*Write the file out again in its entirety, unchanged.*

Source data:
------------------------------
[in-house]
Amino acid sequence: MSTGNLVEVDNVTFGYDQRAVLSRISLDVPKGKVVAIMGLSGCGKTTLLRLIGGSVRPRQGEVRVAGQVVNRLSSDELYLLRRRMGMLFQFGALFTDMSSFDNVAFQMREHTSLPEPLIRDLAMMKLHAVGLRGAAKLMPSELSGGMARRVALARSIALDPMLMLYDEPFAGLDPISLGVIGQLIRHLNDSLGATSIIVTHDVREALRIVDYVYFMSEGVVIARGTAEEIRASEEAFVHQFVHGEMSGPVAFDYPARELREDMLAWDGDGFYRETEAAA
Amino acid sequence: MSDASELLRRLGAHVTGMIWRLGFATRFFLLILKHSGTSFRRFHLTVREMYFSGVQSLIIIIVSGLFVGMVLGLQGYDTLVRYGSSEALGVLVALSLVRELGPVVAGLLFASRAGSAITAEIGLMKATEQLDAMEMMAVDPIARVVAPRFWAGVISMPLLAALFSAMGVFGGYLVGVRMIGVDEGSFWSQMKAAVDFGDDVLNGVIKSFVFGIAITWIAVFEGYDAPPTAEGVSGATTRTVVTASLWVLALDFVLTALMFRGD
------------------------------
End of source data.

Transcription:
[in-house]
Amino acid sequence: MSTGNLVEVDNVTFGYDQRAVLSRISLDVPKGKVVAIMGLSGCGKTTLLRLIGGSVRPRQGEVRVAGQVVNRLSSDELYLLRRRMGMLFQFGALFTDMSSFDNVAFQMREHTSLPEPLIRDLAMMKLHAVGLRGAAKLMPSELSGGMARRVALARSIALDPMLMLYDEPFAGLDPISLGVIGQLIRHLNDSLGATSIIVTHDVREALRIVDYVYFMSEGVVIARGTAEEIRASEEAFVHQFVHGEMSGPVAFDYPARELREDMLAWDGDGFYRETEAAA
Amino acid sequence: MSDASELLRRLGAHVTGMIWRLGFATRFFLLILKHSGTSFRRFHLTVREMYFSGVQSLIIIIVSGLFVGMVLGLQGYDTLVRYGSSEALGVLVALSLVRELGPVVAGLLFASRAGSAITAEIGLMKATEQLDAMEMMAVDPIARVVAPRFWAGVISMPLLAALFSAMGVFGGYLVGVRMIGVDEGSFWSQMKAAVDFGDDVLNGVIKSFVFGIAITWIAVFEGYDAPPTAEGVSGATTRTVVTASLWVLALDFVLTALMFRGD